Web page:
A

Taq polymerase

 B

PFU Polymerase

 C

Thermos thermophilus

 D

Thermal flavus (Replinase)

Q. 8

Which of the following enzymes have proof reading function in PCR [Polymerase Chain Reaction] 

 A

Taq polymerase

 B

PFU Polymerase

 C

Thermos thermophilus

 D

Thermal flavus (Replinase)

Ans. B:E

Explanation:

Ans. is ‘b’ i.e., PFU Polymerase; & ‘e’ i.e., T-7 polymerase [Ref Textbook of PCR by Mike McPherson]

  • The use of high fidelity DNA polymerases in PCR is essential for reducing the introduction of amplification errors in PCR products.
  • Several thermostable DNA polymerases with 3′ → 5′ exonuclease – dependent proofreading activity have been introduced for high.
  • Pfu DNA polymerase → Derived from Pyrococcus fusarious.
  • Pwo DNA polymerase → Isolated from Pyrococcus woesei.
  • KOD HiFi DNA polymerase → Isolated from Thermococcus Kodakaraensis.
  • T7 DNA polymerase.

Q. 9

Which of the following is/are true about PCR except:

 A

Uses heat labile DNA polymerase

 B Uses heat stable DNA polymerase

 C

Is technique for DNA amplification

 D

Used to yield multiple copies of DNA

Q. 9

Which of the following is/are true about PCR except:

 A

Uses heat labile DNA polymerase

 B

Uses heat stable DNA polymerase

 C

Is technique for DNA amplification

 D

Used to yield multiple copies of DNA

Ans. A

Explanation:

Ans: a. Uses heat labile DNA polymerase,[Ref Harper 30th/458-59; Lippincott 6th/479-83, 5th/497-83; Chatterjea er Shinde7th/267-272]

  • SpecificityQ is based on the use of two oligonucleotide primers that hybridize to complementary sequence on opposite strands of DNA & flank the target sequence Double stranded DNA can be disrupted by heat or high pH, giving rise to single stranded DNA. The single stranded DNA serves as a template for synthesis of a complementary strand by replicating enzymes, DNA polymerase.
  • Early PCR reaction used an E. coli DNA polymerase that was destroyed by each heat denaturation cycle. Substitution of a heat-stable DNA polymerase (Taq polymeraseY from Thermus aquaticus, obviates this problem & has made possible automation of the reaction, since the polymerase reactions can be run at 70°C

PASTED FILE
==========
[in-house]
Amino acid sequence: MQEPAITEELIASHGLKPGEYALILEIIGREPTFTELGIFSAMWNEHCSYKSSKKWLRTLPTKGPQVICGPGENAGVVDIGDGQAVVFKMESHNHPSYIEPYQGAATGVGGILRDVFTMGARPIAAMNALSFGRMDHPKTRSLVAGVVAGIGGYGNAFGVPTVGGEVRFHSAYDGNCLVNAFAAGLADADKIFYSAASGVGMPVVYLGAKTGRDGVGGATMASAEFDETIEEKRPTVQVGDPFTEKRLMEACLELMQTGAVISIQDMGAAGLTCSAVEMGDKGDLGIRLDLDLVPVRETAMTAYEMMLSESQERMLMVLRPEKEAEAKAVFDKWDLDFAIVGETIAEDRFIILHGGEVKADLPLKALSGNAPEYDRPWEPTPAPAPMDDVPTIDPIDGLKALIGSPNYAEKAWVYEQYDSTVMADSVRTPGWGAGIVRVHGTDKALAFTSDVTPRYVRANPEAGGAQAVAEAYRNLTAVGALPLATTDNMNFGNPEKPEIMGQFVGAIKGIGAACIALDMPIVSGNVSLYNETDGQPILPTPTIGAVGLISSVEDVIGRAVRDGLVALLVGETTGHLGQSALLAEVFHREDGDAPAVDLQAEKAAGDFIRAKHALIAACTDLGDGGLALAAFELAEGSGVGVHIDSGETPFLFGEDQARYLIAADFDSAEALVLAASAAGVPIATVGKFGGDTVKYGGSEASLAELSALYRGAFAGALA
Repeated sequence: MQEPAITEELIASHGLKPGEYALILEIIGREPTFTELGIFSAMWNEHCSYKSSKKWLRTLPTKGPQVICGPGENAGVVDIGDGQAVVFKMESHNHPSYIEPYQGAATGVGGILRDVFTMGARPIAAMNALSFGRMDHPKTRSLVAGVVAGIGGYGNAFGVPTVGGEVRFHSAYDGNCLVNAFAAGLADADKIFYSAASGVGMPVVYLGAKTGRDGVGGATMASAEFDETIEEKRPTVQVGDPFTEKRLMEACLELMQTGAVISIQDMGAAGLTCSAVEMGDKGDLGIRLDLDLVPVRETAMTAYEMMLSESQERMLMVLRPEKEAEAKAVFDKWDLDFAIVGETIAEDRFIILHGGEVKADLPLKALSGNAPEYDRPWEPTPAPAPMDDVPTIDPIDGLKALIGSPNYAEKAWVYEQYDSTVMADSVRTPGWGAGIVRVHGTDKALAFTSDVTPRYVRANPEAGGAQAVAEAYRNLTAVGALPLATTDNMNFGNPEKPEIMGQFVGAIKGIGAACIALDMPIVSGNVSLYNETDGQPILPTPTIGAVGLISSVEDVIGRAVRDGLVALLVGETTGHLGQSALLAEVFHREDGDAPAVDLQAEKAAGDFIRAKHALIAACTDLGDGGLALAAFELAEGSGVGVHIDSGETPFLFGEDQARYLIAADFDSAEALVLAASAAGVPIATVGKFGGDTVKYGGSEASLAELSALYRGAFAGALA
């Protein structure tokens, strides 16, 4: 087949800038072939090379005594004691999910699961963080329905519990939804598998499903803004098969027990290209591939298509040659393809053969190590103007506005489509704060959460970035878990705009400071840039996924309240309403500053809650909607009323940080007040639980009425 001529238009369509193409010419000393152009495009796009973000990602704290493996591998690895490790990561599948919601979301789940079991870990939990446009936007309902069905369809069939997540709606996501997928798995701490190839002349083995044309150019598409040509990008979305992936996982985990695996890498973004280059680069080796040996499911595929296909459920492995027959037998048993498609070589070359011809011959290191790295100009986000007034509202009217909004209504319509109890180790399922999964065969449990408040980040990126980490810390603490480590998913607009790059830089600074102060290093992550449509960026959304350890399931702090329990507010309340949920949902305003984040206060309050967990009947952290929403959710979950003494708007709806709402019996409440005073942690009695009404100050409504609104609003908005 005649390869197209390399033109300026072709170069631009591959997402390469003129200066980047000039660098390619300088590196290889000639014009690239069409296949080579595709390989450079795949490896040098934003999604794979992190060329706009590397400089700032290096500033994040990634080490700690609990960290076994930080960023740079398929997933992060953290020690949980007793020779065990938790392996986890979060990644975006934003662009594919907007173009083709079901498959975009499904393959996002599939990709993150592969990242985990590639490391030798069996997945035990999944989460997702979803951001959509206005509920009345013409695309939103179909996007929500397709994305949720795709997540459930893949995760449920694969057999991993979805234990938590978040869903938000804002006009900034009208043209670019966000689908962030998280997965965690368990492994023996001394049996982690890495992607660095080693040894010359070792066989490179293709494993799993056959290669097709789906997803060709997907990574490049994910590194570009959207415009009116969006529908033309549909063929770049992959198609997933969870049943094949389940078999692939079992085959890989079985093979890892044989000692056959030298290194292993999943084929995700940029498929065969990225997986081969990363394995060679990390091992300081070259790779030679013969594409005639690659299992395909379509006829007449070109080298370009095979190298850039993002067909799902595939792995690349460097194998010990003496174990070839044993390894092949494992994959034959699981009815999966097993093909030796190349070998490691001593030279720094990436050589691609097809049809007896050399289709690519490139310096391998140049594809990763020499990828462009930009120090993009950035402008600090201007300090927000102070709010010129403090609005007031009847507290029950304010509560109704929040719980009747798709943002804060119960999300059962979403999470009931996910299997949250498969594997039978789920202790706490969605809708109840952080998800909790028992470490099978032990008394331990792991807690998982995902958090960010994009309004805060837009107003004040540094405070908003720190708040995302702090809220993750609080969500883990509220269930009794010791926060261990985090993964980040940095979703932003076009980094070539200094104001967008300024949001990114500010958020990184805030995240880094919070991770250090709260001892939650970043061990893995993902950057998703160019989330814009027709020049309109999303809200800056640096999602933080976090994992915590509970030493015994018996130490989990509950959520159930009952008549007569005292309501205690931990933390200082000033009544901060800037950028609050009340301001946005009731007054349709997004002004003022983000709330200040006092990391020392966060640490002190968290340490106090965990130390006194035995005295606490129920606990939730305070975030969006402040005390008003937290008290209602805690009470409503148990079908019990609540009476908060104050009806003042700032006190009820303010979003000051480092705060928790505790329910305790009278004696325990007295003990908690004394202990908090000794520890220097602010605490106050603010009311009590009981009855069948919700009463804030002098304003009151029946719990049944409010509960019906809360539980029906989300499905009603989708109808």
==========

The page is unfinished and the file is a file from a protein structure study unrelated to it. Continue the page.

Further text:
Quiz In Between



Hepatorenal Syndrome

Hepatorenal syndrome

Q. 1 Albumin treatment along with antibiotic in the setting of SBP(spontaneous bacterial peritonitisis indicated to prevent the development of hepatorenal syndrome is in all , EXCEPT:

 A

Serum creatine is > 1 mg/dl

 B

BUN > 30mg/dl

 C

Total bilirubin is > 4 mg/dl

 D

INR > 2

Q. 1

Albumin treatment along with antibiotic in the setting of SBP(spontaneous bacterial peritonitisis indicated to prevent the development of hepatorenal syndrome is in all , EXCEPT:

 A

Serum creatine is > 1 mg/dl

 B

BUN > 30mg/dl

 C

Total bilirubin is > 4 mg/dl

 D

INR > 2

Ans. D

Explanation:

In patients with SBP along  with cefotaxime albumin infusion is indicated in the setting , when

1.Serum creatine is  > 1 mg/dl
2. BUN >   30 mg/dl
3. Total bilirubin is > 4 mg/dl
 
Dose o f albumin: 1. g/Kg within 6 hours of antibiotic treatment and 1 g/kg  on day 3.
A decrease in mortality from 30%to 10 % is noted.
Ref: AASLD practice  guidelines:Hepatology, Vol.49 ,No.6 ,2009.

Q. 2 Features of Hepatorenal syndrome are

 A

Urine sodium < 10 meq/1

 B

Normal renal histology

 C

Renal function abnormal even after liver become normal

 D

a and b

Q. 2

Features of Hepatorenal syndrome are

 A

Urine sodium < 10 meq/1

 B

Normal renal histology

 C

Renal function abnormal even after liver become normal

 D

a and b

Ans. D

Explanation:

Answer is A & B (urine Na < 10 meq/l and Normal Renal Histology)

Hepatorenal syndrome is associated with normal renal histology and supported by a urine sodium excretion l0meq/L

Hepatorenal syndrome

  • Hepatorenal syndrome is defined as a state of functional renal failure (Reduced GFR) in patients with severe liver disease
  • Structurally /Histologically the kidneys are normal and recover function after successful liver transplantation.
  • The pathogenetic hallmark of hepatorenal syndrome is intense renal vasoconstriction with coexistent systemic vasodilatation
  • The diagnosis of hepatorenal syndrome is considered in accordance with the following diagnostic criteria.

Diagnostic of Hepatorenal Syndrome

Major criteria

  • Low glomerular filtration rate. as indicated by serum creatinine > 1.5 mg/dL or 24-hr creatinine clearance < 40 mL/min
  • Absence of shock, ongoing bacterial infection, fluid losses, and current treatment with nephrotoxic drugs
  • No sustained improvement in renal function (decrease in serum creatinine to 1.5 nig/dL or increase in creatinine clearance to 40 mL/min) after diuretic withdrawal and expansion of plasma volume with 1.5L of a plasma expander
  • Proteinuria mg/d1, and no uhrasonographic evidence of obstructive uropathy or parenchymal renal disease Additional criteria
  • Urine volume < 500 mL/d
  • Urine sodium < 10 meq/L
  • Urine osmolality greater than plasma osmolality
  • Urine red blood cells <50/high- power. field
  • Serum sodium concentration < 130 niEqL

Note: All major criteria must be present for the diagnosis of hepatorenal syndrome.

Additional criteria are not necessary for the diagnosis but provide supportive evidence.